President: Carolina Adler, New Zealand (NZAC)
One of the foremost tasks of the Mountain Protection Commission is its updating of the Environmental Objectives and Guidelines which were published in 2002, the first UN declared Year of the Mountains. This year marks the year of Sustainable Mountain Development, offering the Commission an opportune moment to bring these guidelines into the reality of the world today. Part of this work will be harnessing the considerable number of statements, case studies and papers that the UIAA has contributed to during the past twenty years, and addressing the “triple planetary crisis”, as defined by UN Environment Programme: climate change, biodiversity loss, and pollution.
During the GA, the winner of the Mountain Protection Award, the UIAA’s flagship sustainability project, was announced. Discover more here.
President: Lionel Kiener, Switzerland (SAC)
SafeCom presented its Safety Label awareness video, launched recently. It hopes this video will raise awareness amongst the climbing community about the importance of purchasing certified equipment. Lionel Kiener raised the need for the UIAA to continue to develop its presence and message in certain areas of the world, particularly in Asia and South America, where climbing equipment is less regulated than in Europe.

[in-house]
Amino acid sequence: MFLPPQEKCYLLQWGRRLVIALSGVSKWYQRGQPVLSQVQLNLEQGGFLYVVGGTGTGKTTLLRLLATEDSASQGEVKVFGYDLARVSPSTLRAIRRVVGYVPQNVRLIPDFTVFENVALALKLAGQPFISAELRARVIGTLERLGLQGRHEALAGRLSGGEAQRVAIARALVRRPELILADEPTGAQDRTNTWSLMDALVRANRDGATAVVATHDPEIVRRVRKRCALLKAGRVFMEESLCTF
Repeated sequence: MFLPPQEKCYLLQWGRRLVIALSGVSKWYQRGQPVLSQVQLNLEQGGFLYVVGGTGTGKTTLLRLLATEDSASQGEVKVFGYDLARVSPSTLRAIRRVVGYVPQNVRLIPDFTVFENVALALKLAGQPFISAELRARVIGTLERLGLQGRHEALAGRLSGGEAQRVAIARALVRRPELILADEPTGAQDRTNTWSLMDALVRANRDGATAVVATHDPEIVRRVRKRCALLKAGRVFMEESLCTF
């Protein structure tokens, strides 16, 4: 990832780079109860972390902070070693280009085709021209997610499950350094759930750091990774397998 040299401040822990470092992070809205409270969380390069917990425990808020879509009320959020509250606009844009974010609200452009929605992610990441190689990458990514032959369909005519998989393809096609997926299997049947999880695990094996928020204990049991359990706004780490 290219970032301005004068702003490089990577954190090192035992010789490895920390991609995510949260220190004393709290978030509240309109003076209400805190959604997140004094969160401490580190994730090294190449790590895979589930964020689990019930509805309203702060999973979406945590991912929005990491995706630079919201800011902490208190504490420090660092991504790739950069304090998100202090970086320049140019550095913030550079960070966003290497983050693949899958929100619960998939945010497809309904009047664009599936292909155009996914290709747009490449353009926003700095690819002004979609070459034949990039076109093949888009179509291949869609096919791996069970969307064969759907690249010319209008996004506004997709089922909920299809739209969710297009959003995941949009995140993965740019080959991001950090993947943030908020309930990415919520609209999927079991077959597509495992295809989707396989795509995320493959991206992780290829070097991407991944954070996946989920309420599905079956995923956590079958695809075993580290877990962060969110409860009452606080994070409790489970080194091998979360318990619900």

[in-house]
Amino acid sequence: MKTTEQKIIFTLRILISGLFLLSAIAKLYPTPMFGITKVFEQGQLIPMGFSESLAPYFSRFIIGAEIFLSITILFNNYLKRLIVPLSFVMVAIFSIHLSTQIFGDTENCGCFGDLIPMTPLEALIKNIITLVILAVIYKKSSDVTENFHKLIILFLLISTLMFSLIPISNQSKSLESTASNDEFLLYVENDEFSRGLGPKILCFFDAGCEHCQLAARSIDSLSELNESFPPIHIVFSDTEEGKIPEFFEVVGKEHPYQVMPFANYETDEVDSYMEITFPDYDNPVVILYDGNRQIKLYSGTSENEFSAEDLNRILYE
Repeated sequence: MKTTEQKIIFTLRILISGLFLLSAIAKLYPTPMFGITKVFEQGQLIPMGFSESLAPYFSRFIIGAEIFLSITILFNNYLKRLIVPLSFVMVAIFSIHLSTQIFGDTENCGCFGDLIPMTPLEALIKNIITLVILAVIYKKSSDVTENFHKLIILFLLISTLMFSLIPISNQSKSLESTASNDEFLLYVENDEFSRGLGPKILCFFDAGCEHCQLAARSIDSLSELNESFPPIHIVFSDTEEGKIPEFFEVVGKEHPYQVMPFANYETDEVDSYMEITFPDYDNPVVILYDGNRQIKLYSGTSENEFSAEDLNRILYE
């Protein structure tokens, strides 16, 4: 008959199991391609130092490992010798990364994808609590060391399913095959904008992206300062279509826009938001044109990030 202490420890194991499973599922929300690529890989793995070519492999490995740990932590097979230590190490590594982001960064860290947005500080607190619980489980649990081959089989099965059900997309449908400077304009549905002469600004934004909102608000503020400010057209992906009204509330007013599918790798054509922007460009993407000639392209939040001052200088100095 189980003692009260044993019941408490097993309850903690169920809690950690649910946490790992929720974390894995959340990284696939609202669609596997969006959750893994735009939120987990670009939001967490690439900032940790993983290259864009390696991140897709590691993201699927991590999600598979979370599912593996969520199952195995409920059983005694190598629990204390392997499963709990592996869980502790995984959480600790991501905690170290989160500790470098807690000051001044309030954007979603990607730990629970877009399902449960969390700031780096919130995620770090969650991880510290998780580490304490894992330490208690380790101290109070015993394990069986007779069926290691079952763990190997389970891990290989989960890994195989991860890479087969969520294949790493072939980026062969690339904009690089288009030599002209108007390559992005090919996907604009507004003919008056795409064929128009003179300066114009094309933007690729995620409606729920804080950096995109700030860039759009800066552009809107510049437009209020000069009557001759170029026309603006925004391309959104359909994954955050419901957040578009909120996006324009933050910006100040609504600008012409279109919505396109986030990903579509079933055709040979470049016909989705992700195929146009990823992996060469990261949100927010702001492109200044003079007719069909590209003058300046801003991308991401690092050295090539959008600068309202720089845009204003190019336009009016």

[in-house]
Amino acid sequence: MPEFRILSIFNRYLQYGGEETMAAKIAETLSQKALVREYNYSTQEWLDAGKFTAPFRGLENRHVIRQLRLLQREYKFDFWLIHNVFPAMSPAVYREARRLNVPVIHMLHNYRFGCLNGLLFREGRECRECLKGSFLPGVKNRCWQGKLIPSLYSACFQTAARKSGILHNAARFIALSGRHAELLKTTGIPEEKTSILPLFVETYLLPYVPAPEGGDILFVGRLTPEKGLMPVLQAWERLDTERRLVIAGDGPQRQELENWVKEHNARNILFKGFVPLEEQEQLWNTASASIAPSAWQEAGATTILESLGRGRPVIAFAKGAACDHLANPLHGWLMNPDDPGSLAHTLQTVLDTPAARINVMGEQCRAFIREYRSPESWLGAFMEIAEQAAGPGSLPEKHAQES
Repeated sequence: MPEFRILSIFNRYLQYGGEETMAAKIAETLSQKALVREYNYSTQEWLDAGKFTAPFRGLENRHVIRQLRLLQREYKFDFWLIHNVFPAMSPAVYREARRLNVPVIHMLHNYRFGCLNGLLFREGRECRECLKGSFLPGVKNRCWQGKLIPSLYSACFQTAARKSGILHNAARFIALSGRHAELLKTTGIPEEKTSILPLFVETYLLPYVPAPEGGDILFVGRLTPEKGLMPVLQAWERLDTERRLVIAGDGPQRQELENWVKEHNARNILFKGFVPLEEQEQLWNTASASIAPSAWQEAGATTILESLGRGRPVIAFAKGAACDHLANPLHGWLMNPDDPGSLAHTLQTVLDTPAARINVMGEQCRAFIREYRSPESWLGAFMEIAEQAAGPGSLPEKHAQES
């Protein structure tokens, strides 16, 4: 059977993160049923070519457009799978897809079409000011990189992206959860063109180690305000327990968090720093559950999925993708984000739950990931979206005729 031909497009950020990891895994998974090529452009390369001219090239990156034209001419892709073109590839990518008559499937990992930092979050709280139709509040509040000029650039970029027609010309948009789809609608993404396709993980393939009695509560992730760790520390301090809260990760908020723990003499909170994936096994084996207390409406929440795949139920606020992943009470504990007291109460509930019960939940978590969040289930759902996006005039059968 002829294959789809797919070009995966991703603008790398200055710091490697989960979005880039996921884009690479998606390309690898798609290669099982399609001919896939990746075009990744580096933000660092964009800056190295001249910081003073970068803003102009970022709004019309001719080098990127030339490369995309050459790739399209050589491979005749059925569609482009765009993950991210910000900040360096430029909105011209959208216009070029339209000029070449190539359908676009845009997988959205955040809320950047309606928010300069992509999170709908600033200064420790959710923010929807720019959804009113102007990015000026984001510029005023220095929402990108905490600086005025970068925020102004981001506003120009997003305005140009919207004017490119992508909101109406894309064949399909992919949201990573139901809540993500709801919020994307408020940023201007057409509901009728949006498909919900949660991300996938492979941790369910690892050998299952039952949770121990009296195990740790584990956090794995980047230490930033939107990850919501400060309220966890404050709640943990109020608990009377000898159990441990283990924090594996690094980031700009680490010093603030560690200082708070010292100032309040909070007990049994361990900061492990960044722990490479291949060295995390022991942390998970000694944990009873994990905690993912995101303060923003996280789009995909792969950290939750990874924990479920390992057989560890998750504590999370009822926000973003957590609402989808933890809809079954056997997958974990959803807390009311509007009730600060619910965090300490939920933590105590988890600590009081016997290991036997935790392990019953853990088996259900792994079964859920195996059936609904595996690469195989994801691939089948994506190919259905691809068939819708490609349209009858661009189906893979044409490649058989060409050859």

The Commission continues to conduct a significant amount of work on developing and revising its safety standards. This includes corrosion and stress corrosion of rock anchors; welding of top anchors and guidelines for canyoning harnesses. In recent years there has been a rise in low strength harnesses degrading rapidly after only a few years of use. The Commission is trying to simulate this environmental degradation of textile equipment to be able to better understand the cause. New standards for headlamps and low stretch ropes continue to progress.
President: Steve Long, United Kingdom (BMC)
Like Legal Affairs, Training became an independent Commission in 2022. It offers tangible support to federations developing their training qualification process as well as guidance in how to become a qualified leader. Mentoring and ‘train the trainer’ courses have recently been held, or will soon be held, in the following countries: India, Malta, Mongolia and Saudi Arabia.
The Commission plans on expanding its training resources with more video content and its new training database is shortly to be fully launched and operational. Finally, the Commission is inviting new members to apply, and is seeking to expand the number of countries represented and encourage more female members to join.
President: Pavlos Georgiades, Cyprus (CMCOF)
Goals of the Youth Commission include greater interaction with the UIAA member associations and the creation of more youth camps across the world and under the UIAA umbrella.